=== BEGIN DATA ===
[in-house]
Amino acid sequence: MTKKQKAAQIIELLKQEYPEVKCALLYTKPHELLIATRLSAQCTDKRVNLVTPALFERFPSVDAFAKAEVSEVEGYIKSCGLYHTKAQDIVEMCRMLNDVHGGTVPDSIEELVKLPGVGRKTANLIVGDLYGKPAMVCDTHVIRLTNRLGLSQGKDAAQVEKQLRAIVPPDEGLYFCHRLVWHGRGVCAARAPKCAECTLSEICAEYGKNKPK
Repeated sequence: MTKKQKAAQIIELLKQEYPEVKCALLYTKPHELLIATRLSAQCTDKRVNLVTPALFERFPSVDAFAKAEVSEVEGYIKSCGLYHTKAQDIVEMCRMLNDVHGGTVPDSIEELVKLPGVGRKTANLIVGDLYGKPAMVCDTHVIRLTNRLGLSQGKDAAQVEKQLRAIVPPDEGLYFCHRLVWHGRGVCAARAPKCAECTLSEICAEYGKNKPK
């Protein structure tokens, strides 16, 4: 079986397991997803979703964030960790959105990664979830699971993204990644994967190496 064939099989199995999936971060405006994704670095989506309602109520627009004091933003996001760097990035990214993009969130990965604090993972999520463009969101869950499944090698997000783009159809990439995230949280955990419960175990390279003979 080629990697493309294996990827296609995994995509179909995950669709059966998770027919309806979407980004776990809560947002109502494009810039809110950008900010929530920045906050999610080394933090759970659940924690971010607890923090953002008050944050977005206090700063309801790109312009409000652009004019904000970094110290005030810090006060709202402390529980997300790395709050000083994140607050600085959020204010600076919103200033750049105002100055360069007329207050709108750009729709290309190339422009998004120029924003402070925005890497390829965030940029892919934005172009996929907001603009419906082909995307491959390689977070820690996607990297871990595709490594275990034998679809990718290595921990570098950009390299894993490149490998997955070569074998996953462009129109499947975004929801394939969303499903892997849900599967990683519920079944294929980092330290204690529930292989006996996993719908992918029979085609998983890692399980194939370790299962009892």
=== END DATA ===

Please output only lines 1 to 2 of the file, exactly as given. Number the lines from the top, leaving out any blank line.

[in-house]
Amino acid sequence: MTKKQKAAQIIELLKQEYPEVKCALLYTKPHELLIATRLSAQCTDKRVNLVTPALFERFPSVDAFAKAEVSEVEGYIKSCGLYHTKAQDIVEMCRMLNDVHGGTVPDSIEELVKLPGVGRKTANLIVGDLYGKPAMVCDTHVIRLTNRLGLSQGKDAAQVEKQLRAIVPPDEGLYFCHRLVWHGRGVCAARAPKCAECTLSEICAEYGKNKPK